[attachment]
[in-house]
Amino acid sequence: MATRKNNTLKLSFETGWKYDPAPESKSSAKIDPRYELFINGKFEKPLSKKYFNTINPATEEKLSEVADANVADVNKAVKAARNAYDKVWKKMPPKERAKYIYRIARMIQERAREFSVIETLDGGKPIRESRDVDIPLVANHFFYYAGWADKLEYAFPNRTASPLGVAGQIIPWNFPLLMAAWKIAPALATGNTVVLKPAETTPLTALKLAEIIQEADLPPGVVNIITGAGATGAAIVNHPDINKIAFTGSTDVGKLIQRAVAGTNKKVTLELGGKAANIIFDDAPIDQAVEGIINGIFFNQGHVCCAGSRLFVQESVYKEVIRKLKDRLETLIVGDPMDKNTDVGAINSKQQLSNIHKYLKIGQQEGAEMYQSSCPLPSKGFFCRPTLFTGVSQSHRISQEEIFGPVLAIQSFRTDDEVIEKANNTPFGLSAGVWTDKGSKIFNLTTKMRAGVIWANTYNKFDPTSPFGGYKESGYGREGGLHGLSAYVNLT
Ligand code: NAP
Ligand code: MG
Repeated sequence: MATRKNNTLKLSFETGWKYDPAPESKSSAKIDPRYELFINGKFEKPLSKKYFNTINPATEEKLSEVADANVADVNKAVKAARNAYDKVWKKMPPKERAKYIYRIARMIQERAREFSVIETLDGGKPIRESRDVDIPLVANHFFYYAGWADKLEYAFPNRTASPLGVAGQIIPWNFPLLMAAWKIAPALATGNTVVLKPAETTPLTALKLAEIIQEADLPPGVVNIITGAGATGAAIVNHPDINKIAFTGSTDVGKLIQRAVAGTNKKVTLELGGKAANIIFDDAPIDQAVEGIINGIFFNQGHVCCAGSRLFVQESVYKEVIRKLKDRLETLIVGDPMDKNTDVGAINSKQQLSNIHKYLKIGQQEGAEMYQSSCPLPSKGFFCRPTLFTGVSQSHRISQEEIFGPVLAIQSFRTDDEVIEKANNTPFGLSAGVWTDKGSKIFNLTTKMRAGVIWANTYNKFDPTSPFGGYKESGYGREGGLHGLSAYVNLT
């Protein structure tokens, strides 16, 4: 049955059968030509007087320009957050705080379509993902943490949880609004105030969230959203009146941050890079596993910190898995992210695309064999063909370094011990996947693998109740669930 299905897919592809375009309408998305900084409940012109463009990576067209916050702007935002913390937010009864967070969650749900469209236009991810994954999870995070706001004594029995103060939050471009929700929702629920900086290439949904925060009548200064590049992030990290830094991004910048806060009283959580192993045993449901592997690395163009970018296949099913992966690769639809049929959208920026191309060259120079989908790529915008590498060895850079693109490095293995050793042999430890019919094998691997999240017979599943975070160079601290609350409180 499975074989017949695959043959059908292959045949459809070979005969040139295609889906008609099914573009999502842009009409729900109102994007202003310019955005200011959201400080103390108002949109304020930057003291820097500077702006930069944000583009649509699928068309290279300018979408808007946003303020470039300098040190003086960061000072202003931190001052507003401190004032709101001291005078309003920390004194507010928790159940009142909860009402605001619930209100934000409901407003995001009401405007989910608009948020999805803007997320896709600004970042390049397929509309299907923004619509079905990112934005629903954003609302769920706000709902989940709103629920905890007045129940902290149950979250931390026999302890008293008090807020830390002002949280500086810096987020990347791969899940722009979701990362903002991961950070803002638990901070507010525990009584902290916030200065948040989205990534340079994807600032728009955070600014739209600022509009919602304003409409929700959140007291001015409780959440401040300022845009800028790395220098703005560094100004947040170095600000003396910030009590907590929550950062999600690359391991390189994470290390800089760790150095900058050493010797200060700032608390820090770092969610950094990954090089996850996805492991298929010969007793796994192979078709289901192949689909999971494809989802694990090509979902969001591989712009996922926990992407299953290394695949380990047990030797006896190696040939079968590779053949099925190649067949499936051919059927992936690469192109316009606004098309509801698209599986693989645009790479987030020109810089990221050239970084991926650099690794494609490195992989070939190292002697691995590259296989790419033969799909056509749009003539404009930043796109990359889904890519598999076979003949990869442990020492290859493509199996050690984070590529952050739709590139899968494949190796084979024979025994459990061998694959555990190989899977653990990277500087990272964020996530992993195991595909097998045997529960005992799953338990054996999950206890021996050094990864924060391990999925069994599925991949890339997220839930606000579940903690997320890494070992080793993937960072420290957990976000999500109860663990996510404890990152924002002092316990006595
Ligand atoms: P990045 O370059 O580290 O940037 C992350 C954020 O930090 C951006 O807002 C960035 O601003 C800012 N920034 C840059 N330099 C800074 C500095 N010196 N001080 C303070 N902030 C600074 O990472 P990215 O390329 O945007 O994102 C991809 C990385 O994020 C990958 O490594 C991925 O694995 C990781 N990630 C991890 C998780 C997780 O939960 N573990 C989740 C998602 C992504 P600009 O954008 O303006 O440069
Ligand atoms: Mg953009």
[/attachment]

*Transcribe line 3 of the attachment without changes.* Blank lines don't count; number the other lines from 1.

Ligand code: NAP